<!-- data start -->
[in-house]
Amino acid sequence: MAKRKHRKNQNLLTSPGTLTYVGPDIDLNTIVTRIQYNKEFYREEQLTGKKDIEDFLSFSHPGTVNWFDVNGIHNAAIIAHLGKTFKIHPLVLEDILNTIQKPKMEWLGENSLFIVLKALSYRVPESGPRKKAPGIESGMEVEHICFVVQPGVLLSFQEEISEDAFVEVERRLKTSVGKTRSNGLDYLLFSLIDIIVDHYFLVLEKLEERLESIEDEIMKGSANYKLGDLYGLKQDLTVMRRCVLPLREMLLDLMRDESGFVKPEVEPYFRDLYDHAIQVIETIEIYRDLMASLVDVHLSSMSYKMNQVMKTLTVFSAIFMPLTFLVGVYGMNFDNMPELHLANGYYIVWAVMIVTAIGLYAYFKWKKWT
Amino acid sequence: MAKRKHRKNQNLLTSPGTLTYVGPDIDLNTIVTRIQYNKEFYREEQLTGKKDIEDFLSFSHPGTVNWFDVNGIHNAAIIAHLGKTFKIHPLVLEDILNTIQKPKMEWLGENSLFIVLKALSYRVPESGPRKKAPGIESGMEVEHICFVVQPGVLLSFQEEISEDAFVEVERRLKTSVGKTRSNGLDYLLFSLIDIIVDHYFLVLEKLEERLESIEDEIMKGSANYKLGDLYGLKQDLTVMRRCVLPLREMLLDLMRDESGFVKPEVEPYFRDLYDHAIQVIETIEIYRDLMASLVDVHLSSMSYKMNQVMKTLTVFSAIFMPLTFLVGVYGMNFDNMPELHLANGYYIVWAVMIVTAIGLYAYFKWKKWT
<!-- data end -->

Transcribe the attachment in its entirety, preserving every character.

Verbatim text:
[in-house]
Amino acid sequence: MAKRKHRKNQNLLTSPGTLTYVGPDIDLNTIVTRIQYNKEFYREEQLTGKKDIEDFLSFSHPGTVNWFDVNGIHNAAIIAHLGKTFKIHPLVLEDILNTIQKPKMEWLGENSLFIVLKALSYRVPESGPRKKAPGIESGMEVEHICFVVQPGVLLSFQEEISEDAFVEVERRLKTSVGKTRSNGLDYLLFSLIDIIVDHYFLVLEKLEERLESIEDEIMKGSANYKLGDLYGLKQDLTVMRRCVLPLREMLLDLMRDESGFVKPEVEPYFRDLYDHAIQVIETIEIYRDLMASLVDVHLSSMSYKMNQVMKTLTVFSAIFMPLTFLVGVYGMNFDNMPELHLANGYYIVWAVMIVTAIGLYAYFKWKKWT
Amino acid sequence: MAKRKHRKNQNLLTSPGTLTYVGPDIDLNTIVTRIQYNKEFYREEQLTGKKDIEDFLSFSHPGTVNWFDVNGIHNAAIIAHLGKTFKIHPLVLEDILNTIQKPKMEWLGENSLFIVLKALSYRVPESGPRKKAPGIESGMEVEHICFVVQPGVLLSFQEEISEDAFVEVERRLKTSVGKTRSNGLDYLLFSLIDIIVDHYFLVLEKLEERLESIEDEIMKGSANYKLGDLYGLKQDLTVMRRCVLPLREMLLDLMRDESGFVKPEVEPYFRDLYDHAIQVIETIEIYRDLMASLVDVHLSSMSYKMNQVMKTLTVFSAIFMPLTFLVGVYGMNFDNMPELHLANGYYIVWAVMIVTAIGLYAYFKWKKWT